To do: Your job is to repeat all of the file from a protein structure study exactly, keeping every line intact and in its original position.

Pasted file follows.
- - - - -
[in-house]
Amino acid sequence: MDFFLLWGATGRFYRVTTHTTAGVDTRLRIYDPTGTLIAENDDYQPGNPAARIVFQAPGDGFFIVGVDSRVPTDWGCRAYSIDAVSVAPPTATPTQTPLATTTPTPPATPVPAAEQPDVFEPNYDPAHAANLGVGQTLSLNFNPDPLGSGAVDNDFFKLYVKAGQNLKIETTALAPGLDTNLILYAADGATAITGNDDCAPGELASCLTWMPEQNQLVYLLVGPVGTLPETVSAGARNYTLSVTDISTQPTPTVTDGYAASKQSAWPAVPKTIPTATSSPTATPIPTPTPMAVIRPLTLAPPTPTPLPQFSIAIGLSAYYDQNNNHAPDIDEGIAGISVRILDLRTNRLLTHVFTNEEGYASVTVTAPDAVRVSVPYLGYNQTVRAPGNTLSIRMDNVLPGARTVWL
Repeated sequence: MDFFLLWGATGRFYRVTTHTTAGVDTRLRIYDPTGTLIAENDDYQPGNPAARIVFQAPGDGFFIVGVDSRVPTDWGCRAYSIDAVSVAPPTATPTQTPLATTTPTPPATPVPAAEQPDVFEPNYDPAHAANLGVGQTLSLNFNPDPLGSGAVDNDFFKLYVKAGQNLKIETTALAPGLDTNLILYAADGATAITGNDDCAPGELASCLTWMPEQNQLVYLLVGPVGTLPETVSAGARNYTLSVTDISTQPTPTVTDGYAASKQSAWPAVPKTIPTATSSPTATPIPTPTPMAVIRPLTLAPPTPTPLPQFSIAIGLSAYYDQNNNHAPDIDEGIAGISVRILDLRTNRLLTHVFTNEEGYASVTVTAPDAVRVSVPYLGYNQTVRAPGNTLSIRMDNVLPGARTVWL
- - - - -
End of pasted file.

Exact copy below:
[in-house]
Amino acid sequence: MDFFLLWGATGRFYRVTTHTTAGVDTRLRIYDPTGTLIAENDDYQPGNPAARIVFQAPGDGFFIVGVDSRVPTDWGCRAYSIDAVSVAPPTATPTQTPLATTTPTPPATPVPAAEQPDVFEPNYDPAHAANLGVGQTLSLNFNPDPLGSGAVDNDFFKLYVKAGQNLKIETTALAPGLDTNLILYAADGATAITGNDDCAPGELASCLTWMPEQNQLVYLLVGPVGTLPETVSAGARNYTLSVTDISTQPTPTVTDGYAASKQSAWPAVPKTIPTATSSPTATPIPTPTPMAVIRPLTLAPPTPTPLPQFSIAIGLSAYYDQNNNHAPDIDEGIAGISVRILDLRTNRLLTHVFTNEEGYASVTVTAPDAVRVSVPYLGYNQTVRAPGNTLSIRMDNVLPGARTVWL
Repeated sequence: MDFFLLWGATGRFYRVTTHTTAGVDTRLRIYDPTGTLIAENDDYQPGNPAARIVFQAPGDGFFIVGVDSRVPTDWGCRAYSIDAVSVAPPTATPTQTPLATTTPTPPATPVPAAEQPDVFEPNYDPAHAANLGVGQTLSLNFNPDPLGSGAVDNDFFKLYVKAGQNLKIETTALAPGLDTNLILYAADGATAITGNDDCAPGELASCLTWMPEQNQLVYLLVGPVGTLPETVSAGARNYTLSVTDISTQPTPTVTDGYAASKQSAWPAVPKTIPTATSSPTATPIPTPTPMAVIRPLTLAPPTPTPLPQFSIAIGLSAYYDQNNNHAPDIDEGIAGISVRILDLRTNRLLTHVFTNEEGYASVTVTAPDAVRVSVPYLGYNQTVRAPGNTLSIRMDNVLPGARTVWL